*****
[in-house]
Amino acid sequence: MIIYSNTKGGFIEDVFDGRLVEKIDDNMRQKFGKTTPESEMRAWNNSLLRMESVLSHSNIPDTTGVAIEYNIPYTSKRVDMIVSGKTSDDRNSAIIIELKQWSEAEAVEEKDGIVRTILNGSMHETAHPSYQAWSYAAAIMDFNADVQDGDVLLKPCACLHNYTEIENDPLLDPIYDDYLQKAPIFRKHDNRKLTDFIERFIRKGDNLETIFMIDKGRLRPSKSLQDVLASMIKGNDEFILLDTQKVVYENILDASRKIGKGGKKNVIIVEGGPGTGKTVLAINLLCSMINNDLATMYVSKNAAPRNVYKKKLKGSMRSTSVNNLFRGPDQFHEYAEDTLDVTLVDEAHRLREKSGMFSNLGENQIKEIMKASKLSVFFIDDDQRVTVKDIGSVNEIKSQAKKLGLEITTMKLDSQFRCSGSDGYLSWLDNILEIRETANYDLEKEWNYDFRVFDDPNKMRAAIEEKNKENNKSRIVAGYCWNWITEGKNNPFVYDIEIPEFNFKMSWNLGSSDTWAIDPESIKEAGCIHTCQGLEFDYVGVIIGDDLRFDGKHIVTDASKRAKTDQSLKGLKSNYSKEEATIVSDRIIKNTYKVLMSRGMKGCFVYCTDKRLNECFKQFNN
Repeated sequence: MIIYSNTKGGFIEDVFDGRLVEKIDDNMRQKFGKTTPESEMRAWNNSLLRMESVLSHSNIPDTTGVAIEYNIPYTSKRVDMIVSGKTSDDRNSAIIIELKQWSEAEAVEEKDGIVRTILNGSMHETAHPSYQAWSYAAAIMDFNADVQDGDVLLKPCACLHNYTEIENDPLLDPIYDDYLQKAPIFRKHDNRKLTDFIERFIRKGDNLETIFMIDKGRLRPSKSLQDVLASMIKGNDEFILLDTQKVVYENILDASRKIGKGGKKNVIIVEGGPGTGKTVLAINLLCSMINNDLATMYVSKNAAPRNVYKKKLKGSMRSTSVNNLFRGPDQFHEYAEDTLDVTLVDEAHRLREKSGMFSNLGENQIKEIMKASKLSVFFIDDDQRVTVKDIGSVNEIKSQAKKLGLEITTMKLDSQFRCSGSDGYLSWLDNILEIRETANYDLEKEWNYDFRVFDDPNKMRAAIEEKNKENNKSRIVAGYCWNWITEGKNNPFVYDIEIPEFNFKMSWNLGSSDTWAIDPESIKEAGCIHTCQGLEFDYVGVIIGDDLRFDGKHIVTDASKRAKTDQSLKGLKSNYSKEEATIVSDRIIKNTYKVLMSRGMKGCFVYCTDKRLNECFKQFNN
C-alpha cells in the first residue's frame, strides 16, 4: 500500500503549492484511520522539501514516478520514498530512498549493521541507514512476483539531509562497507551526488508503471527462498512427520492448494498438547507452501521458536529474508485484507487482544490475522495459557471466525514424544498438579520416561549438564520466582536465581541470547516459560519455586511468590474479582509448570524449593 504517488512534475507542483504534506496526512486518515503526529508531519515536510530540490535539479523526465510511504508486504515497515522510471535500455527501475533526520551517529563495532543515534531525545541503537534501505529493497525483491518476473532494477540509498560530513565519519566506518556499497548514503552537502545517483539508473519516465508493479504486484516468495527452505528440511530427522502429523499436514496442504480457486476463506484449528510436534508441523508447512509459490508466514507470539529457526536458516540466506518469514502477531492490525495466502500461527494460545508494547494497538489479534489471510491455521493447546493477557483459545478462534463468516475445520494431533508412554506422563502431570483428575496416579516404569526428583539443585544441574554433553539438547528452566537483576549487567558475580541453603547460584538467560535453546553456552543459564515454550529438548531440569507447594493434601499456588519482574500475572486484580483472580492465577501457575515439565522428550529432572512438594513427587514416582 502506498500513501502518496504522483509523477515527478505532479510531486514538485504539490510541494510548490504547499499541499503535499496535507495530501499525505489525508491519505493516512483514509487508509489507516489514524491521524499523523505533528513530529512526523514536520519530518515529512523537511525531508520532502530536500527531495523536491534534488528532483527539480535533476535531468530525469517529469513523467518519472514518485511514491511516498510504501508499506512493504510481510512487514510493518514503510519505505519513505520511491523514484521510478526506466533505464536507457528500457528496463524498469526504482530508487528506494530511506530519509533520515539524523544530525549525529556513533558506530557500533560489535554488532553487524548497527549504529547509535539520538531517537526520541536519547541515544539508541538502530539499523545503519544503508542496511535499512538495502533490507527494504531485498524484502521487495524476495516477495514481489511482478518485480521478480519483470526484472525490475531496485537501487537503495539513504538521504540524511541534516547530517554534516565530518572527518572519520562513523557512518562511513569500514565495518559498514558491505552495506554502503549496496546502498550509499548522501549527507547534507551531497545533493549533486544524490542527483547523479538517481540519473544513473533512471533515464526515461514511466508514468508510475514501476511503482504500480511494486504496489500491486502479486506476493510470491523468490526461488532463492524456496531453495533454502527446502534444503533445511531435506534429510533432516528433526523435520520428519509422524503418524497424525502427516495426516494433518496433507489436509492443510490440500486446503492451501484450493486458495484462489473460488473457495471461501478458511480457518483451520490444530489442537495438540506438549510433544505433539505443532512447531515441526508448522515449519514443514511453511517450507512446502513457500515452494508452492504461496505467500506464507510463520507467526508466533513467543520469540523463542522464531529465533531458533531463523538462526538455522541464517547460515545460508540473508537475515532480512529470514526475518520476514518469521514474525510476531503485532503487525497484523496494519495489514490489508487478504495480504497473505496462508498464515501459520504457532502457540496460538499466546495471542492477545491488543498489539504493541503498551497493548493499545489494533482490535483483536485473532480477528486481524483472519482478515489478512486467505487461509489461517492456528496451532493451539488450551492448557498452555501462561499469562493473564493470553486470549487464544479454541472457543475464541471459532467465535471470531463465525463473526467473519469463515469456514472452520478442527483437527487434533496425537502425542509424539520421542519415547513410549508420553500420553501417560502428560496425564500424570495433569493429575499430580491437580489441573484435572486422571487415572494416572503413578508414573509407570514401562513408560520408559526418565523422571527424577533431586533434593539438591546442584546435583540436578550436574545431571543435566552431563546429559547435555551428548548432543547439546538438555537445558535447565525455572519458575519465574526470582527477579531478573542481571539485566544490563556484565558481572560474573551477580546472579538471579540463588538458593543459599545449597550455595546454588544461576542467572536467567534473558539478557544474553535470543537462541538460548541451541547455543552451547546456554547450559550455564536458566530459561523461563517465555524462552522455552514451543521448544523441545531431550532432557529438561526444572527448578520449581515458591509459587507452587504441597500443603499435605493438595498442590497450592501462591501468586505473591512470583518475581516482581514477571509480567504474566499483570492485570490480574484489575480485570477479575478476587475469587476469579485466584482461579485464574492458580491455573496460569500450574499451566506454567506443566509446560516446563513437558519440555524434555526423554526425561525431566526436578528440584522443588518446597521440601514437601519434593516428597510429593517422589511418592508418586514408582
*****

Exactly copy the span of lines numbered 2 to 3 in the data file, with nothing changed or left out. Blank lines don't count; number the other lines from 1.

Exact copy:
Amino acid sequence: MIIYSNTKGGFIEDVFDGRLVEKIDDNMRQKFGKTTPESEMRAWNNSLLRMESVLSHSNIPDTTGVAIEYNIPYTSKRVDMIVSGKTSDDRNSAIIIELKQWSEAEAVEEKDGIVRTILNGSMHETAHPSYQAWSYAAAIMDFNADVQDGDVLLKPCACLHNYTEIENDPLLDPIYDDYLQKAPIFRKHDNRKLTDFIERFIRKGDNLETIFMIDKGRLRPSKSLQDVLASMIKGNDEFILLDTQKVVYENILDASRKIGKGGKKNVIIVEGGPGTGKTVLAINLLCSMINNDLATMYVSKNAAPRNVYKKKLKGSMRSTSVNNLFRGPDQFHEYAEDTLDVTLVDEAHRLREKSGMFSNLGENQIKEIMKASKLSVFFIDDDQRVTVKDIGSVNEIKSQAKKLGLEITTMKLDSQFRCSGSDGYLSWLDNILEIRETANYDLEKEWNYDFRVFDDPNKMRAAIEEKNKENNKSRIVAGYCWNWITEGKNNPFVYDIEIPEFNFKMSWNLGSSDTWAIDPESIKEAGCIHTCQGLEFDYVGVIIGDDLRFDGKHIVTDASKRAKTDQSLKGLKSNYSKEEATIVSDRIIKNTYKVLMSRGMKGCFVYCTDKRLNECFKQFNN
Repeated sequence: MIIYSNTKGGFIEDVFDGRLVEKIDDNMRQKFGKTTPESEMRAWNNSLLRMESVLSHSNIPDTTGVAIEYNIPYTSKRVDMIVSGKTSDDRNSAIIIELKQWSEAEAVEEKDGIVRTILNGSMHETAHPSYQAWSYAAAIMDFNADVQDGDVLLKPCACLHNYTEIENDPLLDPIYDDYLQKAPIFRKHDNRKLTDFIERFIRKGDNLETIFMIDKGRLRPSKSLQDVLASMIKGNDEFILLDTQKVVYENILDASRKIGKGGKKNVIIVEGGPGTGKTVLAINLLCSMINNDLATMYVSKNAAPRNVYKKKLKGSMRSTSVNNLFRGPDQFHEYAEDTLDVTLVDEAHRLREKSGMFSNLGENQIKEIMKASKLSVFFIDDDQRVTVKDIGSVNEIKSQAKKLGLEITTMKLDSQFRCSGSDGYLSWLDNILEIRETANYDLEKEWNYDFRVFDDPNKMRAAIEEKNKENNKSRIVAGYCWNWITEGKNNPFVYDIEIPEFNFKMSWNLGSSDTWAIDPESIKEAGCIHTCQGLEFDYVGVIIGDDLRFDGKHIVTDASKRAKTDQSLKGLKSNYSKEEATIVSDRIIKNTYKVLMSRGMKGCFVYCTDKRLNECFKQFNN